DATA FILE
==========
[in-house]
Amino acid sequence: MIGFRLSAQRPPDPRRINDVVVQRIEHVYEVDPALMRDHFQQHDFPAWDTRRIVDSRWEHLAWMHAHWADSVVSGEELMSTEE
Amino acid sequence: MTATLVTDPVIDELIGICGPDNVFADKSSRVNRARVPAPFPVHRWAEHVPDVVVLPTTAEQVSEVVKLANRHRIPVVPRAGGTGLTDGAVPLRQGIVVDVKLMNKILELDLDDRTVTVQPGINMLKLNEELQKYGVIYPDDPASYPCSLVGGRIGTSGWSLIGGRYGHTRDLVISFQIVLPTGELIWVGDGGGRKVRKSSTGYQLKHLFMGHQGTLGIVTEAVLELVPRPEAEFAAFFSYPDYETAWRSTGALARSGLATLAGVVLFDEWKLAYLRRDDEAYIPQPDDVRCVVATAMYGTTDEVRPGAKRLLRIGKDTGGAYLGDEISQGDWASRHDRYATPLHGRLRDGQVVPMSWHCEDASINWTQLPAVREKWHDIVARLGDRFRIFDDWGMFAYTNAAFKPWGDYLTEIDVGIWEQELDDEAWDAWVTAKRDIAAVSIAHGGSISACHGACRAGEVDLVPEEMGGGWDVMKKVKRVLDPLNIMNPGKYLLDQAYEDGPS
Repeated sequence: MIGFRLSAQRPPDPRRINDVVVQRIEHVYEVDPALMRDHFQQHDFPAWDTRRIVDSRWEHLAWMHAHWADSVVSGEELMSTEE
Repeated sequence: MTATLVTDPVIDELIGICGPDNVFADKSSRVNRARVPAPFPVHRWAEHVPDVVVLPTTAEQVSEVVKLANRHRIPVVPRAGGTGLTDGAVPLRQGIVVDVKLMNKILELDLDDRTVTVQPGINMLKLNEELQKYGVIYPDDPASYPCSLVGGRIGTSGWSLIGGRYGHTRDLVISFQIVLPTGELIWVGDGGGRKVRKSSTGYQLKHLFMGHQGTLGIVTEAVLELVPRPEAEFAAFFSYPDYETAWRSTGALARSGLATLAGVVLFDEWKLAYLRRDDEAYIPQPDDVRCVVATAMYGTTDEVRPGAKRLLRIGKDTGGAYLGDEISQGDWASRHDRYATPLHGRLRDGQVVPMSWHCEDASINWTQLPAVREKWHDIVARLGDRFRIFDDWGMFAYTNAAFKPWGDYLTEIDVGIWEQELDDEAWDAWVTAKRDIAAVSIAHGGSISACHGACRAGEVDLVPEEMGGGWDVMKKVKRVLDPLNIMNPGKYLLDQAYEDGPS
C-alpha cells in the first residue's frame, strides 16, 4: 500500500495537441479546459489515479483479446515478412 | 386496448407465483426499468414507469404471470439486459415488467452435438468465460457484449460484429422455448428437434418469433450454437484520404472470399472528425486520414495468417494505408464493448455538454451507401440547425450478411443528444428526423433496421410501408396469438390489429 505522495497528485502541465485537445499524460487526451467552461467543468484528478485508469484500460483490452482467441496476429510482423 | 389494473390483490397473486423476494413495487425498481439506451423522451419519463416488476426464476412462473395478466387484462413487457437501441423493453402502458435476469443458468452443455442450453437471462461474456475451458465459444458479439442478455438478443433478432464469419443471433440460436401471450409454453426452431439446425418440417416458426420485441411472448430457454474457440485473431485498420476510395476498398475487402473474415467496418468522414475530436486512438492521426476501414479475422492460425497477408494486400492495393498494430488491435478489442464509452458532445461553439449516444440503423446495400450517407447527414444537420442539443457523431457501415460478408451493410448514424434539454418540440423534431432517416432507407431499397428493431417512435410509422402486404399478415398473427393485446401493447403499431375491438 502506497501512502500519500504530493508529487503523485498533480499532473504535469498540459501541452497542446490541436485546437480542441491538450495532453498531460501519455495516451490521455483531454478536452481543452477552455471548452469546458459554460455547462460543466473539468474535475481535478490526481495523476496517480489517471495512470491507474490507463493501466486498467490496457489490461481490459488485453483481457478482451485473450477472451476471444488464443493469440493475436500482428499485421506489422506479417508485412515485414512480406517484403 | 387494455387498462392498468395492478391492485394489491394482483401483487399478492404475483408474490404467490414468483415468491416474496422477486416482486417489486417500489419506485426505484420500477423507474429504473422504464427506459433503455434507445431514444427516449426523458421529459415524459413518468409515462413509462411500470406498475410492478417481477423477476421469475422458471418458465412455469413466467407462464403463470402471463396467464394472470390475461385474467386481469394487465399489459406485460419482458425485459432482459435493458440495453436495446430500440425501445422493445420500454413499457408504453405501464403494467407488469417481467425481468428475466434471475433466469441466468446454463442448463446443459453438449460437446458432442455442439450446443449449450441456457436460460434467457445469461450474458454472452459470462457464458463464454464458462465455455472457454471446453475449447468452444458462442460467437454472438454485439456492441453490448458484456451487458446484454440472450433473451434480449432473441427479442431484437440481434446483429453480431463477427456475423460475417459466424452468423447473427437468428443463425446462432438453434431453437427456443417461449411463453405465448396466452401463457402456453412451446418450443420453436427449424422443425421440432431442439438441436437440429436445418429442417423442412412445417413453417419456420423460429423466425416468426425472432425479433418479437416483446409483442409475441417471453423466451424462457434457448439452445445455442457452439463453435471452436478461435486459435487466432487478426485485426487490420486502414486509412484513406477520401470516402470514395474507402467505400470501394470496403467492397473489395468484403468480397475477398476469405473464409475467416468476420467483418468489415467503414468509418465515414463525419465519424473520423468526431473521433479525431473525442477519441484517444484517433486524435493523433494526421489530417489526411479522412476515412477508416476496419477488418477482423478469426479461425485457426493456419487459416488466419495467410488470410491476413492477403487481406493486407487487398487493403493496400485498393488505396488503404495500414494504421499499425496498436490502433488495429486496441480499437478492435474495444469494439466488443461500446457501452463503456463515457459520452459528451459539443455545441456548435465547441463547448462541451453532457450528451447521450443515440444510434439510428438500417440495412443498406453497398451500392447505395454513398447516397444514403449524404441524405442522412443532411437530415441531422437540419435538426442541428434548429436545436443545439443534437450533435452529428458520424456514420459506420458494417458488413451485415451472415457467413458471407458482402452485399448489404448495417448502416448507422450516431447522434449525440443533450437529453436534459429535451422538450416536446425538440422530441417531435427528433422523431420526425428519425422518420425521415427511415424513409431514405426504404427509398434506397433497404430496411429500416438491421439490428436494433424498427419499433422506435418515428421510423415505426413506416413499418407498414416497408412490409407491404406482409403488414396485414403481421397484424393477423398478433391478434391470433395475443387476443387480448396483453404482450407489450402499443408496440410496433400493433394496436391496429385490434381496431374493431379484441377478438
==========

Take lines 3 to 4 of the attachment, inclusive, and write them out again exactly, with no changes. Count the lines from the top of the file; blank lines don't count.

Amino acid sequence: MTATLVTDPVIDELIGICGPDNVFADKSSRVNRARVPAPFPVHRWAEHVPDVVVLPTTAEQVSEVVKLANRHRIPVVPRAGGTGLTDGAVPLRQGIVVDVKLMNKILELDLDDRTVTVQPGINMLKLNEELQKYGVIYPDDPASYPCSLVGGRIGTSGWSLIGGRYGHTRDLVISFQIVLPTGELIWVGDGGGRKVRKSSTGYQLKHLFMGHQGTLGIVTEAVLELVPRPEAEFAAFFSYPDYETAWRSTGALARSGLATLAGVVLFDEWKLAYLRRDDEAYIPQPDDVRCVVATAMYGTTDEVRPGAKRLLRIGKDTGGAYLGDEISQGDWASRHDRYATPLHGRLRDGQVVPMSWHCEDASINWTQLPAVREKWHDIVARLGDRFRIFDDWGMFAYTNAAFKPWGDYLTEIDVGIWEQELDDEAWDAWVTAKRDIAAVSIAHGGSISACHGACRAGEVDLVPEEMGGGWDVMKKVKRVLDPLNIMNPGKYLLDQAYEDGPS
Repeated sequence: MIGFRLSAQRPPDPRRINDVVVQRIEHVYEVDPALMRDHFQQHDFPAWDTRRIVDSRWEHLAWMHAHWADSVVSGEELMSTEE